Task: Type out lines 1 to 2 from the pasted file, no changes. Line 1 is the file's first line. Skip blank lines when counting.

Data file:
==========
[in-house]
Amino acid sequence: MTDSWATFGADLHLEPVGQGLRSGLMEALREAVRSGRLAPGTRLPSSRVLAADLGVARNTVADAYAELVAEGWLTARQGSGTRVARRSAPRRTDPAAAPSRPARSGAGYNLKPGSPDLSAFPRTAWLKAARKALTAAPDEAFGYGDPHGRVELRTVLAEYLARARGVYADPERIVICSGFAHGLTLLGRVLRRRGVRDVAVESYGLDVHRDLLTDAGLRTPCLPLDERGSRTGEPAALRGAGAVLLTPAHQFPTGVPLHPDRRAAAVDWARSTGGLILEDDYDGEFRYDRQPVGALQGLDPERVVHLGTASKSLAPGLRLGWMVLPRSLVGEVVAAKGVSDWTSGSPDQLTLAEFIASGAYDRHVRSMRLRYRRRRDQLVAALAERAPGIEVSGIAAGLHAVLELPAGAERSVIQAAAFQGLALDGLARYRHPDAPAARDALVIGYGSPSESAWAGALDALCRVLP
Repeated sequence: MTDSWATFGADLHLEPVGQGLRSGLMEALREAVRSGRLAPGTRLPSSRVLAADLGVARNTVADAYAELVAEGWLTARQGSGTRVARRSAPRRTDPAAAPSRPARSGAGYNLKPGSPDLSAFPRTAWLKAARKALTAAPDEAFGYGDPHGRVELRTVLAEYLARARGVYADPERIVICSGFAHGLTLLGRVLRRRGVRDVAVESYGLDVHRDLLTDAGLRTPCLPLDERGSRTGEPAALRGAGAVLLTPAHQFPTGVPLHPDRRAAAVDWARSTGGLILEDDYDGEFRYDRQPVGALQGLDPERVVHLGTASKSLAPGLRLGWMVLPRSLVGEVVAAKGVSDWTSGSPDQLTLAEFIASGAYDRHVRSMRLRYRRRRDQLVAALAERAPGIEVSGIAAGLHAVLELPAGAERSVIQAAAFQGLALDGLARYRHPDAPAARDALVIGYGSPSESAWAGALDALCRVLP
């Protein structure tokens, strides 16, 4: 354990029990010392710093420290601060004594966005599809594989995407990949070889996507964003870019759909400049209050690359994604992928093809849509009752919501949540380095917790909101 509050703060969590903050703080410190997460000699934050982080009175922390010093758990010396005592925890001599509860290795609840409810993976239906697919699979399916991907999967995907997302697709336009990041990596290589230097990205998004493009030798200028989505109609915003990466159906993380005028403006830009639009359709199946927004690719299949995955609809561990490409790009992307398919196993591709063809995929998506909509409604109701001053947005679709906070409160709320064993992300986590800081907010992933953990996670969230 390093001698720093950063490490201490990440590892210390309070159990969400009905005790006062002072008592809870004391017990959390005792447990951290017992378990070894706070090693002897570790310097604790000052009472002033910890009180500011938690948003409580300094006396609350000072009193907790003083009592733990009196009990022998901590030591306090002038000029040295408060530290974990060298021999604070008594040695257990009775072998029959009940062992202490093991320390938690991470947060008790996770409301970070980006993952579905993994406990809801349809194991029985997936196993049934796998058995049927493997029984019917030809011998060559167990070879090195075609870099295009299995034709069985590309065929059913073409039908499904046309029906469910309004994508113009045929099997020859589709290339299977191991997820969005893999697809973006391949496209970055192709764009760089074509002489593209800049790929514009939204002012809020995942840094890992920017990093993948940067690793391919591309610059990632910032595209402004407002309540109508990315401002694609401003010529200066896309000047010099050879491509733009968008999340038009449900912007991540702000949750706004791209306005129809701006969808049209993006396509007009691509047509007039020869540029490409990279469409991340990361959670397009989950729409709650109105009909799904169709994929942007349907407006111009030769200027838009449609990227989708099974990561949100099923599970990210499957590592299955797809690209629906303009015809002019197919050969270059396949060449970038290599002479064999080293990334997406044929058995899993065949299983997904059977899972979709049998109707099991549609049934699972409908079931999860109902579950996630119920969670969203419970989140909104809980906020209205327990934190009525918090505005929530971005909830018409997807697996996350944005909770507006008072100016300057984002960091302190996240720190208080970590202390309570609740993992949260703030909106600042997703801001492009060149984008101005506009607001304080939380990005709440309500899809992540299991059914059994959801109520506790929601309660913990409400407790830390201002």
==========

[in-house]
Amino acid sequence: MTDSWATFGADLHLEPVGQGLRSGLMEALREAVRSGRLAPGTRLPSSRVLAADLGVARNTVADAYAELVAEGWLTARQGSGTRVARRSAPRRTDPAAAPSRPARSGAGYNLKPGSPDLSAFPRTAWLKAARKALTAAPDEAFGYGDPHGRVELRTVLAEYLARARGVYADPERIVICSGFAHGLTLLGRVLRRRGVRDVAVESYGLDVHRDLLTDAGLRTPCLPLDERGSRTGEPAALRGAGAVLLTPAHQFPTGVPLHPDRRAAAVDWARSTGGLILEDDYDGEFRYDRQPVGALQGLDPERVVHLGTASKSLAPGLRLGWMVLPRSLVGEVVAAKGVSDWTSGSPDQLTLAEFIASGAYDRHVRSMRLRYRRRRDQLVAALAERAPGIEVSGIAAGLHAVLELPAGAERSVIQAAAFQGLALDGLARYRHPDAPAARDALVIGYGSPSESAWAGALDALCRVLP